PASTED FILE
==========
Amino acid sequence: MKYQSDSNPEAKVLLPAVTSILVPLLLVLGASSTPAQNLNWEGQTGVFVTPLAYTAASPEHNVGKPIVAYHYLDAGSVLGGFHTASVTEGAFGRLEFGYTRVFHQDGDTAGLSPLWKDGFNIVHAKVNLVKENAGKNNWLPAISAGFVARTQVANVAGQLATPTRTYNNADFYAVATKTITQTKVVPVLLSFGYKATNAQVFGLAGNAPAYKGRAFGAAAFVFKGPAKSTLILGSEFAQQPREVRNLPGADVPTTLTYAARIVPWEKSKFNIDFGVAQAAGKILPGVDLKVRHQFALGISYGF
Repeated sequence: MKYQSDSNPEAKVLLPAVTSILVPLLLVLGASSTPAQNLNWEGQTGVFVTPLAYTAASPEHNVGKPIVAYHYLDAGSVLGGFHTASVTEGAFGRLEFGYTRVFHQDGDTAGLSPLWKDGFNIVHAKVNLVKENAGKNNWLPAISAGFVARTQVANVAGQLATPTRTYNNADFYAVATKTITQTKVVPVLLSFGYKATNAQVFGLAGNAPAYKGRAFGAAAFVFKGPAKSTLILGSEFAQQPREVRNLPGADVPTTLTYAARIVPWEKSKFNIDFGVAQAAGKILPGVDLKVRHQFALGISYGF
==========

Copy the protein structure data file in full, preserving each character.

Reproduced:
Amino acid sequence: MKYQSDSNPEAKVLLPAVTSILVPLLLVLGASSTPAQNLNWEGQTGVFVTPLAYTAASPEHNVGKPIVAYHYLDAGSVLGGFHTASVTEGAFGRLEFGYTRVFHQDGDTAGLSPLWKDGFNIVHAKVNLVKENAGKNNWLPAISAGFVARTQVANVAGQLATPTRTYNNADFYAVATKTITQTKVVPVLLSFGYKATNAQVFGLAGNAPAYKGRAFGAAAFVFKGPAKSTLILGSEFAQQPREVRNLPGADVPTTLTYAARIVPWEKSKFNIDFGVAQAAGKILPGVDLKVRHQFALGISYGF
Repeated sequence: MKYQSDSNPEAKVLLPAVTSILVPLLLVLGASSTPAQNLNWEGQTGVFVTPLAYTAASPEHNVGKPIVAYHYLDAGSVLGGFHTASVTEGAFGRLEFGYTRVFHQDGDTAGLSPLWKDGFNIVHAKVNLVKENAGKNNWLPAISAGFVARTQVANVAGQLATPTRTYNNADFYAVATKTITQTKVVPVLLSFGYKATNAQVFGLAGNAPAYKGRAFGAAAFVFKGPAKSTLILGSEFAQQPREVRNLPGADVPTTLTYAARIVPWEKSKFNIDFGVAQAAGKILPGVDLKVRHQFALGISYGF